- Complementary (one main color with an accent color that is typically opposite on the color wheel)
- Split Complementary (three colors that are all opposite on the color wheel - think red, blue, and yellow or orange, green, and purple)
- Tetradic (all four colors are equidistant on the color wheel)
Common Mistakes to Avoid with Color Schemes
- Choosing too many saturated colors: don’t just choose all bright colors for your image. Add muted colors to ensure your photo isn’t too “loud.”
- Choosing too many colors: stick with two if you’re a beginner. You can move up to three or four as you get more comfortable working with color.
- Incorrectly illustrating the focal point: use saturated colors for where you want to draw the eye.
Add Interest with Layers
If your flat lays feel uninspired, chances are you aren’t utilizing layers. The photo above does a good job of utilizing layers: the camera and glasses on top of the notebook, the stamps on top of the papers, and even the container under the succulent adds depth. Bringing in a variety of shapes, textures, and object heights will make your flat lays really pop.
Try hunting around your house or a local thrift store for pieces you can layer with. Here are some ideas:
- Tea towels or napkins
- Decorative plates
- Blankets or quilts
- Table runners or placemats
- Books and magazines (open or closed)
- Scraps of fabric or lace
- Origami paper, stationery, or scrapbook paper
- Vintage packaging like record sleeves
- Wrapping paper
Create Your Composition
Once you have gathered the items you want to include in your flat lay, you need to arrange them in a pleasing way. Rather than stick everything in the middle of your photo and call it a day, try placing things in a more interesting manner. It can be easy to get hung up on composition, so just experiment with what you think looks best and have fun. Here are some ideas to get you started.
Go Off the Page
Don’t try to capture everything. Instead, let some of your items spill “off the page.” In this photo, the photographer cut off the laptop, succulent, and bottom notebook, making the image even more appealing than if everything was included.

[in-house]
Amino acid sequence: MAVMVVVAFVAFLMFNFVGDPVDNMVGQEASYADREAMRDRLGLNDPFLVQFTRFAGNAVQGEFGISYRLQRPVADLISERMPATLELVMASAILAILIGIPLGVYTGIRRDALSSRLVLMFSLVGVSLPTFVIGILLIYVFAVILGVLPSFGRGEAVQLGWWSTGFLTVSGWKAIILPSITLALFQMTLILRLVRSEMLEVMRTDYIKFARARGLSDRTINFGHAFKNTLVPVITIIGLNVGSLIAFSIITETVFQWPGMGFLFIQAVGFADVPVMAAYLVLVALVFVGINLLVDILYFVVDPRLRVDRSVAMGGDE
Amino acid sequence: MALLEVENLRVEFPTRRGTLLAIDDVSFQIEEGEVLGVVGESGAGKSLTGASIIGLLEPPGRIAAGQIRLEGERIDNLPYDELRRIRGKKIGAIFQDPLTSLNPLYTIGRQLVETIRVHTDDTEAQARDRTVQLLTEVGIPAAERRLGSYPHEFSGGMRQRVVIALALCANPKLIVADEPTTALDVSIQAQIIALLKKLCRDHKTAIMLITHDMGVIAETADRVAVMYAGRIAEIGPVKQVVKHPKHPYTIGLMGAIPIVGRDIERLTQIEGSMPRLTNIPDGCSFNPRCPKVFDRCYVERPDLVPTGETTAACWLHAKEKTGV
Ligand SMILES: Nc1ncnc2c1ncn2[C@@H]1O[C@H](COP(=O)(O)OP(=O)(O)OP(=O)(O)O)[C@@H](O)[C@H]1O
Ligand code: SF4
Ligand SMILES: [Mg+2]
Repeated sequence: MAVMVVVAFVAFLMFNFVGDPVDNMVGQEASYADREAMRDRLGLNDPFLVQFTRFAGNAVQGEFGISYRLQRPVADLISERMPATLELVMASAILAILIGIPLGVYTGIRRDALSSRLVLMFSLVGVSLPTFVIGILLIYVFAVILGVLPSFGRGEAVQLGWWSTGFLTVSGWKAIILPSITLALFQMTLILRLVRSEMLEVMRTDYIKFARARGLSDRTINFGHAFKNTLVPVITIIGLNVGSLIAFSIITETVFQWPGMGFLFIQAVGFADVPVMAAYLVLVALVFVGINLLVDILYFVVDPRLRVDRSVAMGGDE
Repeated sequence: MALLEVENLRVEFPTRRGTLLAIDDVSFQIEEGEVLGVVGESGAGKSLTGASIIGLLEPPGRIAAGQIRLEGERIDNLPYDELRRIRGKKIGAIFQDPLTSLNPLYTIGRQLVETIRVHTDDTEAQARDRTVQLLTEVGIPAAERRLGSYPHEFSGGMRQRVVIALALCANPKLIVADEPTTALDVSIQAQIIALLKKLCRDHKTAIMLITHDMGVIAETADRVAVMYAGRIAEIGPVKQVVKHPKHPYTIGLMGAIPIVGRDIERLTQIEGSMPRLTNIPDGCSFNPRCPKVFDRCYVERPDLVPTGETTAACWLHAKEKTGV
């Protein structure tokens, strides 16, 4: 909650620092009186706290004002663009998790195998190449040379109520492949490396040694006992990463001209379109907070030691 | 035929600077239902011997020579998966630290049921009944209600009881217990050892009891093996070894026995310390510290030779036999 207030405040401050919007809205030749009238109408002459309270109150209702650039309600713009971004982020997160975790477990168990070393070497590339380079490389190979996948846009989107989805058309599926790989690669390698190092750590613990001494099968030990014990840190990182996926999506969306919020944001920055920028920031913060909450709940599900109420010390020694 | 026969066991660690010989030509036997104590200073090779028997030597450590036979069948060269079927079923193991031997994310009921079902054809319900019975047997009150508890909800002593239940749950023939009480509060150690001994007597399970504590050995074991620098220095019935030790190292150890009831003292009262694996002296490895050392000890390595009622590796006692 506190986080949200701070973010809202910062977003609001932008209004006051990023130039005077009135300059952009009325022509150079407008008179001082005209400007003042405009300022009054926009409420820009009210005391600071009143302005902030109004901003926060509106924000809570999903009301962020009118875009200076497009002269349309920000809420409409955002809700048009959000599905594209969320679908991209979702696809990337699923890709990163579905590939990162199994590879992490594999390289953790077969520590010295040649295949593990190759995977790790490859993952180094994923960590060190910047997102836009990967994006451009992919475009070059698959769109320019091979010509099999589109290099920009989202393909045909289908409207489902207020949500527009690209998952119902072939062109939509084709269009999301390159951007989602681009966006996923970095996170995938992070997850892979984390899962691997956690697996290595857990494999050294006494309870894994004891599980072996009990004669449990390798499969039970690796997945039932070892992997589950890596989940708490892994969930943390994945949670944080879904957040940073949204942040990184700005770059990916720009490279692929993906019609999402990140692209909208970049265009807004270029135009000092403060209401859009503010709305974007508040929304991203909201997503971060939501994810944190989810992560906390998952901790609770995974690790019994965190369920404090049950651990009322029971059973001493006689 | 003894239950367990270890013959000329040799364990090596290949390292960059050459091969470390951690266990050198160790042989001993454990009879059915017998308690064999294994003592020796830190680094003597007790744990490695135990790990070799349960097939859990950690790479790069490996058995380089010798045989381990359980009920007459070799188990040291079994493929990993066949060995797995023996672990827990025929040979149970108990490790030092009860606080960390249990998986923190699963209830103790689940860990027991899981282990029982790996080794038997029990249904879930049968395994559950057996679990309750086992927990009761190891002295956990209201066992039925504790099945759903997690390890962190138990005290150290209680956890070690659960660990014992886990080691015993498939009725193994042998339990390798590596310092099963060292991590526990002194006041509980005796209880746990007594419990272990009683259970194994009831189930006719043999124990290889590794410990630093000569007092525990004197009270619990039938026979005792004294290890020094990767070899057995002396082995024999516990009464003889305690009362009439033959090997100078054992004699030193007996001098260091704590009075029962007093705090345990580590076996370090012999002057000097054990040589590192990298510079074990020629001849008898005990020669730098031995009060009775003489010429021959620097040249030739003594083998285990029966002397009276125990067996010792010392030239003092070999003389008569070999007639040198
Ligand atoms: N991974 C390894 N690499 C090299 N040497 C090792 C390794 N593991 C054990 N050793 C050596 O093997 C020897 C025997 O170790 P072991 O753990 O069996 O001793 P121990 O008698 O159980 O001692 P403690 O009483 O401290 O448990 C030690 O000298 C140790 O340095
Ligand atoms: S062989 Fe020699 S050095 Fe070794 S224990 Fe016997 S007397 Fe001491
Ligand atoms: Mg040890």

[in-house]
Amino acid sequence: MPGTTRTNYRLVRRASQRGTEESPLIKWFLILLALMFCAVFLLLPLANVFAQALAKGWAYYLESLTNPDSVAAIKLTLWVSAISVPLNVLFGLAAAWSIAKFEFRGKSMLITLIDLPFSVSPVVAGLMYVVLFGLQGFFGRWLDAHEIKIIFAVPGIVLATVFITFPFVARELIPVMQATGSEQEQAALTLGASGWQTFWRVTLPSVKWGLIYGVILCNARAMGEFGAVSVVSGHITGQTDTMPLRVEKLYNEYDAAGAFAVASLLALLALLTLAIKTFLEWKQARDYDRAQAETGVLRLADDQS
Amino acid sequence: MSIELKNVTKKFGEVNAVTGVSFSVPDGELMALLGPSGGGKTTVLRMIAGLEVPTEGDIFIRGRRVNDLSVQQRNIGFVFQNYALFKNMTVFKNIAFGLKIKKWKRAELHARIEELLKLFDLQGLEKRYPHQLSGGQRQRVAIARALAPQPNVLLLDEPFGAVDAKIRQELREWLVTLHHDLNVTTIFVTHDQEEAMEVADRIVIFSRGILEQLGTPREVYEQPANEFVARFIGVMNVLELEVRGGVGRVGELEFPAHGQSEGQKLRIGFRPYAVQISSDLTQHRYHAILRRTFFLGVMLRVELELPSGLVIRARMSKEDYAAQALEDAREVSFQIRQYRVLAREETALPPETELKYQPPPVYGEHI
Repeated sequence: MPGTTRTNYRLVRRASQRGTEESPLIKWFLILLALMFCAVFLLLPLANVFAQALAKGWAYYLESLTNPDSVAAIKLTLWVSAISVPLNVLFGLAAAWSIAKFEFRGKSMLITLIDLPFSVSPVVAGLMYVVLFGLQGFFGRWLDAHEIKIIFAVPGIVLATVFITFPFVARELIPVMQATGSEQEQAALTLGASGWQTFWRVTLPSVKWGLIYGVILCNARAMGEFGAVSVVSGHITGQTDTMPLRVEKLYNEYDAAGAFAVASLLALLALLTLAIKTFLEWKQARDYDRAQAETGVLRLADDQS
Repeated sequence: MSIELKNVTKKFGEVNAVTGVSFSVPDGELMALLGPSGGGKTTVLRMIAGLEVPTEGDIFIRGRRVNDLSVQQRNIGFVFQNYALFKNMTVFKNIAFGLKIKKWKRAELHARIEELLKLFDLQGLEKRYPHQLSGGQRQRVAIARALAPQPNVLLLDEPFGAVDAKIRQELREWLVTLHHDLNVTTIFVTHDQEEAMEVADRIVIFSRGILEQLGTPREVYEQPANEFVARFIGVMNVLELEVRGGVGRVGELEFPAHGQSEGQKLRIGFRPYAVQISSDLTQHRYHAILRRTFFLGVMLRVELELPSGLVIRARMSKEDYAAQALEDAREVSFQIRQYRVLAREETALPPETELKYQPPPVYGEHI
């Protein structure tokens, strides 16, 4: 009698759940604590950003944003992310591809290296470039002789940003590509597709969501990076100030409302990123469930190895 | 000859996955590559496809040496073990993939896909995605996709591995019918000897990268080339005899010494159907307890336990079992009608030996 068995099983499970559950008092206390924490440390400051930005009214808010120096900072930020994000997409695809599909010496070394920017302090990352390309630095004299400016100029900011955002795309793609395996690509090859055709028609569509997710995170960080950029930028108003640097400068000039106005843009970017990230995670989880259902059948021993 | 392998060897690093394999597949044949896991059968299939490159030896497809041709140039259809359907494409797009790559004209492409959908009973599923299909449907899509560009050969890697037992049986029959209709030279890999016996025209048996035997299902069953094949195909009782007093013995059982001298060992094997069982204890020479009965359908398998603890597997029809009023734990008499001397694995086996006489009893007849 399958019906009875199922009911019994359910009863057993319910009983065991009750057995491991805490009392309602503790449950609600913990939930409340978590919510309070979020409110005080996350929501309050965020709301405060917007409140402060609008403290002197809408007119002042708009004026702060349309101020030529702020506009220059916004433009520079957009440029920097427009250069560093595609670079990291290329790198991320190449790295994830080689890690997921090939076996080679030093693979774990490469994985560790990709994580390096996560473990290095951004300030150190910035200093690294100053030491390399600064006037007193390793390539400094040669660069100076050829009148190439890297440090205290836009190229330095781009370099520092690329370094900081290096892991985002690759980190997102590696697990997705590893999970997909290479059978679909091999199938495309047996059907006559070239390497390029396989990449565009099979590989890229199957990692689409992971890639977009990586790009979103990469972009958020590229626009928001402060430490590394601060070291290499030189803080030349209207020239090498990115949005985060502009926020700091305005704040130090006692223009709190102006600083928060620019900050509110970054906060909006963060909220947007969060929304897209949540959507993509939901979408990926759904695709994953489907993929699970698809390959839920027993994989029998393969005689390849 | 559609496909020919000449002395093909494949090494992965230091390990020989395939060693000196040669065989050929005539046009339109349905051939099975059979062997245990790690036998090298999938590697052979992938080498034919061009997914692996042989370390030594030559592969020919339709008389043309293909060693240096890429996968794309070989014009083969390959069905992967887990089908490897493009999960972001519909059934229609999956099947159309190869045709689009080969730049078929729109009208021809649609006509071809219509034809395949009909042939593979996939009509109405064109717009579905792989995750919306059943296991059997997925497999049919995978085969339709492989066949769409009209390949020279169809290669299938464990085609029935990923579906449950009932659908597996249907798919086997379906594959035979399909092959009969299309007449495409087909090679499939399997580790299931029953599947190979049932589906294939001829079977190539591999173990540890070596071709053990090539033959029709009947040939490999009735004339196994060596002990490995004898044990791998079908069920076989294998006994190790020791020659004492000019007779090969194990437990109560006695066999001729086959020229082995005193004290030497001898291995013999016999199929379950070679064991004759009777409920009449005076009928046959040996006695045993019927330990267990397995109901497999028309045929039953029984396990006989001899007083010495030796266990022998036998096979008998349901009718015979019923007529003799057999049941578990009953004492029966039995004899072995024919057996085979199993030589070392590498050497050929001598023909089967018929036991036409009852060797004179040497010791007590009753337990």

Embrace the Negative Space
Photographers love playing with negative spaces in their images. In the photo above, our eyes are curiously drawn to the center of the image even though there is nothing there. This style works especially well if you want to highlight your color palette rather than the items themselves.
Clean Lines and Spaces
While most flat lays are arranged in a more natural fashion, there’s something very satisfying about having everything lined up perfectly. In the image above, all of the objects are placed roughly the same distance apart, giving a look of uniformity. Notice how, when viewed from afar, the items form an oval shape. Try your hand at lining things up in a simple shape like a square or triangle while placing objects opposite each other for balance (like how the packages of medicine are scattered throughout the flat lay).
Though the image above is just a simple ball of yarn and knitting needles, the way the connecting yarn is wound adds a lot of playful movement. The effect not only allows your eye to travel from the knitting needles to the yarn ball, the entire mood of the image is changed by just those two loops. Try playing with movement in your own flat lays, from loopy and fun to sleek and crisp.
Challenge: Retake your flat lay utilizing the tips we covered
Decide what story you want to tell or mood you want to invoke, choose your color palette, add some layers, and prepare your composition. Retake your flat lay and compare it to your first photo. We’re willing to bet that it looks a heck of a lot better. Pat yourself on the back for a job well done!
Now that you know how to take flat lay photos, go forth and experiment. The more you style different flat lays, the quicker you’ll be able to take better Instagram photos. Flat lay photography is a great way to improve your Instagram feed and challenge yourself creatively. You can take everyday items from around your house and turn them into art or use them to tell a story. Have fun with your flat lays!